5 Facts About Edgar Allan Poe on His 210th Birthday

You’ve read Edgar Allan Poe’s terrifying stories. You can quote "The Raven." But how well do you know the writer’s quirky sense of humor and code-cracking abilities? Let’s take a look at a few  things you might not know about the acclaimed author, who was born 210 years ago today.

1. He was the original balloon boy.

You probably remember 2009’s infamous “Balloon Boy” hoax. Turns out the Heene family that perpetrated that fraud weren’t even being entirely original in their attempt at attention-grabbing. They were actually cribbing from Poe.

In 1844 Poe cooked up a similar aviation hoax in the pages of the New York Sun. The horror master cranked out a phony news item describing how a Mr. Monck Mason had flown a balloon flying machine called Victoria from England to Sullivan’s Island, South Carolina in just 75 hours. According to Poe’s story, the balloon had also hauled seven passengers across the ocean.

No balloonist had ever crossed the Atlantic before, so this story quickly became a huge deal. Complete transatlantic travel in just three days? How exciting! Readers actually queued up outside the Sun’s headquarters to get their mitts on a copy of the day’s historic paper.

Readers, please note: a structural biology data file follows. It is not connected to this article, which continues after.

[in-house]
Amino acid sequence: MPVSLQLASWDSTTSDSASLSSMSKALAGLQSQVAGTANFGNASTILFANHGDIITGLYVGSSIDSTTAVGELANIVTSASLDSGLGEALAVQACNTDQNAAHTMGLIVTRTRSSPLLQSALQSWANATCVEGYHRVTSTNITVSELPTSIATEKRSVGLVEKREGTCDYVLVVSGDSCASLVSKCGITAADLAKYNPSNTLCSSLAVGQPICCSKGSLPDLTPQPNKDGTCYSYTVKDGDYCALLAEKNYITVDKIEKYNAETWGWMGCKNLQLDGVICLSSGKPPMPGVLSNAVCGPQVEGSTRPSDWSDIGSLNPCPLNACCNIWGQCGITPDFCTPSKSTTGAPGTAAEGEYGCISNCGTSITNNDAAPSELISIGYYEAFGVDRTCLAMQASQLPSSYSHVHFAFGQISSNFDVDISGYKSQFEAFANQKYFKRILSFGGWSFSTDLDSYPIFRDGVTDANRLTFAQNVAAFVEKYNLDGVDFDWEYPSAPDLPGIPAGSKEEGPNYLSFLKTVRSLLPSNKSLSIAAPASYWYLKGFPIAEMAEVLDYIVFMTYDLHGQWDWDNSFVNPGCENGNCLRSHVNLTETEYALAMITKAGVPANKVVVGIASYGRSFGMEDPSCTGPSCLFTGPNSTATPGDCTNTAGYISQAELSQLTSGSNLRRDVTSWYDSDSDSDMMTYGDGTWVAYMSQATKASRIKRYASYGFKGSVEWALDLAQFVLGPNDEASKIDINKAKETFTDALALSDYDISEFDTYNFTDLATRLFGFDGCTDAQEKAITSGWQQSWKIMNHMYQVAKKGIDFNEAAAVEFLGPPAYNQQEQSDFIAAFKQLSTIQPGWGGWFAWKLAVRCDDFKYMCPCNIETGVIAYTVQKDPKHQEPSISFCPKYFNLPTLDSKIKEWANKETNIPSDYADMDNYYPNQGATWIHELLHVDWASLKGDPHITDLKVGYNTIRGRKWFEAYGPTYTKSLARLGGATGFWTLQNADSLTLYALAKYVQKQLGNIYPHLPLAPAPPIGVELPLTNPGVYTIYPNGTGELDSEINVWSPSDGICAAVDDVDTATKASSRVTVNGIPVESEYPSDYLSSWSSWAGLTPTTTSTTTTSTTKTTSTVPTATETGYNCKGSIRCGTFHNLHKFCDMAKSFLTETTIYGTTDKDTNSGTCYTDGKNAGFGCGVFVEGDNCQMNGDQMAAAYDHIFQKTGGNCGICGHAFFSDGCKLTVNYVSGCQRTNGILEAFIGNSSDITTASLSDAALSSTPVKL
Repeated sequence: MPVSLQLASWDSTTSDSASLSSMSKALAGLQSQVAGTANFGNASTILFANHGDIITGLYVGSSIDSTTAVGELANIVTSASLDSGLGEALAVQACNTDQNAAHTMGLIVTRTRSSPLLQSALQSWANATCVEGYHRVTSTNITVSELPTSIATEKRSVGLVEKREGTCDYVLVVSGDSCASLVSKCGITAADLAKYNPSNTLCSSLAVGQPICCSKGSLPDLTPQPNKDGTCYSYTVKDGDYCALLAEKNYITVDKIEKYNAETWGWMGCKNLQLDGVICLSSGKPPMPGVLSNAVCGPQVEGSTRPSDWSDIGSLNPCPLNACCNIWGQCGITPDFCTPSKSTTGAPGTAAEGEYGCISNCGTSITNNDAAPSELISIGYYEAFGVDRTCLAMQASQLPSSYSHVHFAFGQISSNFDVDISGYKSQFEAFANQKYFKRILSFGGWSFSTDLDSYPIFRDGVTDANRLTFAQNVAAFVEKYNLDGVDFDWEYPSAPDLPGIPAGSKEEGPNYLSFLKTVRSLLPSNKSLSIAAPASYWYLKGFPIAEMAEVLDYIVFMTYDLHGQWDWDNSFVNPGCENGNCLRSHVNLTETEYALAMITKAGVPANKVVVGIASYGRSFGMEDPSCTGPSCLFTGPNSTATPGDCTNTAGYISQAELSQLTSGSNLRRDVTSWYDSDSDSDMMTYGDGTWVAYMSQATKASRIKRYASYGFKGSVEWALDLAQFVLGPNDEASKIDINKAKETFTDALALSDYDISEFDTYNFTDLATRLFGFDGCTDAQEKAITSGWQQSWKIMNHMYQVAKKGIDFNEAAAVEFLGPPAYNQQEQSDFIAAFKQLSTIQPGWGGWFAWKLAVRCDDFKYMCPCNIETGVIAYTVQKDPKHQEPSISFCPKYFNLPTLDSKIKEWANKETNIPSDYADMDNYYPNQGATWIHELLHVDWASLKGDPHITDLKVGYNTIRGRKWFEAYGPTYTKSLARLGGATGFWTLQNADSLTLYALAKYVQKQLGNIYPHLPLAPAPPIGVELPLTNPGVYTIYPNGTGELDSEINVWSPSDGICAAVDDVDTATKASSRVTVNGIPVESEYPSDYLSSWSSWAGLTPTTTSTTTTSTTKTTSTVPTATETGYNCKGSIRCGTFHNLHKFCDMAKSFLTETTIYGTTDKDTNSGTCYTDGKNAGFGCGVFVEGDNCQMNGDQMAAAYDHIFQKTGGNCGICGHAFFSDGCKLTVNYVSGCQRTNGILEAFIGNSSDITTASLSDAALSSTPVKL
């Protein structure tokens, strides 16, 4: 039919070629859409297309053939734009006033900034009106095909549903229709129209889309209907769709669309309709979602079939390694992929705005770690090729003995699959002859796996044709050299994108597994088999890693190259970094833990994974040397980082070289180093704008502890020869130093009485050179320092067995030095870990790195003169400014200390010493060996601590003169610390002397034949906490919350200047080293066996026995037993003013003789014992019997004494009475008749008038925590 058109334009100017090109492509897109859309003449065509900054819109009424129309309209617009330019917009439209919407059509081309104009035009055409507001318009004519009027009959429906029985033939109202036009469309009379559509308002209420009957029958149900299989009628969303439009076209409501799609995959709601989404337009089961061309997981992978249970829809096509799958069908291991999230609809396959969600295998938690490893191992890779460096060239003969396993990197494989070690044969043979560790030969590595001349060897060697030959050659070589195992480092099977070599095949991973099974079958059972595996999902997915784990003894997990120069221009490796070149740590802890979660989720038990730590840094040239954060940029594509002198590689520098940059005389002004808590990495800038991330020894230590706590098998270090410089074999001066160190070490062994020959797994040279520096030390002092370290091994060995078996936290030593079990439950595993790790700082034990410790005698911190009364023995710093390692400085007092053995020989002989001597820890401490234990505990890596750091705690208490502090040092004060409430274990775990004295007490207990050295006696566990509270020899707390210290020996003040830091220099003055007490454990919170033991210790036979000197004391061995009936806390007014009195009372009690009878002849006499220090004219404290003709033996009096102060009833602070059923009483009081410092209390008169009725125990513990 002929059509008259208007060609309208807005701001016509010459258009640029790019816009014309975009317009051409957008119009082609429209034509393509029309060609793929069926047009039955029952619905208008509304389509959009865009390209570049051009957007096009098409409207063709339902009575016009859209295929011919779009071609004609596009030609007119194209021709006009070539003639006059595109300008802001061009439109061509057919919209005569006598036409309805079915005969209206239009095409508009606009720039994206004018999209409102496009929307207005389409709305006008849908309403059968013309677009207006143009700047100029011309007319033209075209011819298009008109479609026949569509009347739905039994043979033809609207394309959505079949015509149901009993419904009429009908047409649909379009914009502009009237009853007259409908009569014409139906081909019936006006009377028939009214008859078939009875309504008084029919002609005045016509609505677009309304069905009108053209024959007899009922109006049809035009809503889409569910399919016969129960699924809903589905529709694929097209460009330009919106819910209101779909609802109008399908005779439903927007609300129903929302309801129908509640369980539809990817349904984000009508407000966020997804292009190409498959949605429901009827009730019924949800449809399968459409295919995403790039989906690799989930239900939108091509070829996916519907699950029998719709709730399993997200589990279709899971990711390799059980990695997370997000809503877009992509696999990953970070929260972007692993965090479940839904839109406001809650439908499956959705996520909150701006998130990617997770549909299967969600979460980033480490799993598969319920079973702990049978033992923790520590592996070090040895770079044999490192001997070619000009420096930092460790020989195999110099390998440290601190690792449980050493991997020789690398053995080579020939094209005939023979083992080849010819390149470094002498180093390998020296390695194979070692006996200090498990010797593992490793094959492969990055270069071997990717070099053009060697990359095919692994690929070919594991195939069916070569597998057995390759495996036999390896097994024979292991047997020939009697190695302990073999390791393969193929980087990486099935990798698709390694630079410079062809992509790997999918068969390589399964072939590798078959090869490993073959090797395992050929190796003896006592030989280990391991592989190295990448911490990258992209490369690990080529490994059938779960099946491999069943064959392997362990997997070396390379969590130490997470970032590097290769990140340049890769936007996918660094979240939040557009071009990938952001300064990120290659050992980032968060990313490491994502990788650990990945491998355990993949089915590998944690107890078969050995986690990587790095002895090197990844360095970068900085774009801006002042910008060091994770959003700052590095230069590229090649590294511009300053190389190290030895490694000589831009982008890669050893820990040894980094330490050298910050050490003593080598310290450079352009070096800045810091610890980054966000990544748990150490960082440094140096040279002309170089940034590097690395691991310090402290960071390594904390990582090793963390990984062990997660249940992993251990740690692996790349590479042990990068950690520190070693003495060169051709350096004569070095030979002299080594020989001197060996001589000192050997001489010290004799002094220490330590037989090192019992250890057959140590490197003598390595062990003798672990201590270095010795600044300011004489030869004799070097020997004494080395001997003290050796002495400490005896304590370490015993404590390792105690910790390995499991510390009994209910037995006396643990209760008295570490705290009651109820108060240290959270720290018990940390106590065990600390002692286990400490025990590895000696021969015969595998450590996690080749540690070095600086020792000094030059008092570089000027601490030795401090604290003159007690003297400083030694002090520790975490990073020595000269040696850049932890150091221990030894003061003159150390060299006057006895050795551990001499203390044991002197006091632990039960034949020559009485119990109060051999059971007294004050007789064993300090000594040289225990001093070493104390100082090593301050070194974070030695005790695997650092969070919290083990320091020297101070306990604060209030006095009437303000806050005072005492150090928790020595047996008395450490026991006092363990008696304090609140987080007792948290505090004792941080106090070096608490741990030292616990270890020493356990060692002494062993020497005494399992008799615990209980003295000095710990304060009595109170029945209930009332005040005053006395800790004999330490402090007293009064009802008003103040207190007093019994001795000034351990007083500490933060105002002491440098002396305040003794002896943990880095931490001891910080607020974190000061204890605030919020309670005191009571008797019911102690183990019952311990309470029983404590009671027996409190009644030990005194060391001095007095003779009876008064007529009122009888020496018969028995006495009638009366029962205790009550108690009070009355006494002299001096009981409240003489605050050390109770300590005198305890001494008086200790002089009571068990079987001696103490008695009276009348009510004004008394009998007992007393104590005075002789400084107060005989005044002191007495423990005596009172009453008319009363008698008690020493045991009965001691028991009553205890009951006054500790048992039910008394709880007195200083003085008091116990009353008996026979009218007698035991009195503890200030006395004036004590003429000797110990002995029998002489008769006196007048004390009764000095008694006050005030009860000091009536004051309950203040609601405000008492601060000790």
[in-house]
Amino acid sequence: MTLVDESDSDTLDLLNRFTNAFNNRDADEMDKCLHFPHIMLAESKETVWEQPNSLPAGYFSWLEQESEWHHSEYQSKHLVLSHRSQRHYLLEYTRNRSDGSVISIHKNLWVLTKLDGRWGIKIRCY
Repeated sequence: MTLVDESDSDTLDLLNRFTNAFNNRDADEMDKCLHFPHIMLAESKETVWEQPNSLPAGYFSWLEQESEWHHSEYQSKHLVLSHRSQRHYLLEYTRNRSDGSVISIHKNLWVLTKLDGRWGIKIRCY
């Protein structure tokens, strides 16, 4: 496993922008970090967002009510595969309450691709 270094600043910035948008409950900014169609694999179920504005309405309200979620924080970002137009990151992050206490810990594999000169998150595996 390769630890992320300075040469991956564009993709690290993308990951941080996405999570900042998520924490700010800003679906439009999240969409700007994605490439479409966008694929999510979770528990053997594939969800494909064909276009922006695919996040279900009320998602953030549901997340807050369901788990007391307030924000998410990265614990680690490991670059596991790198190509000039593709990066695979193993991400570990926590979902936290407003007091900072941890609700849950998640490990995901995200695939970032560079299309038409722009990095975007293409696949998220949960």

Poe’s report on the balloon was chock full of technical details. He devoted a whole paragraph to explaining how the balloon was filled with coal gas rather than “the more expensive and inconvenient hydrogen.” He listed the balloon’s equipment, which included “cordage, barometers, telescopes, barrels containing provision for a fortnight, water-casks, cloaks, carpet-bags, and various other indispensable matters, including a coffee-warmer, contrived for warming coffee by means of slack-lime, so as to dispense altogether with fire, if it should be judged prudent to do so.” He also included hundreds of words of excerpts from the passengers’ journals.

The only catch to Poe’s story was that it was entirely fictitious. The Sun’s editors quickly wised up to Poe’s hoax, and two days later they posted an understated retraction that noted, “We are inclined to believe that the intelligence is erroneous.”

2. He dabbled in cryptography.

If you’ve read Poe’s story “The Gold-Bug,” you probably know that he had a working knowledge of cryptography. But you might not know that Poe was actually a pretty darn good cryptographer in his own right.

Poe’s first notable code-cracking began in 1839. He sent out a call for readers of his Philadelphia newspaper to send him encoded messages that he could decipher. Poe would then puzzle over the secret messages for hours. He published the results of his work in a wildly popular recurring feature. Poe also liked to toss his own codes out there to keep readers busy. Some of the codes were so difficult that Poe professed utter amazement when even a single reader would crack them.

Poe was so confident in his abilities as a cryptographer that he approached the Tyler administration in 1841 with an offer to work as a government code cracker. He modestly promised, “Nothing intelligible can be written which, with time, I cannot decipher.” Apparently there weren’t any openings for him, though.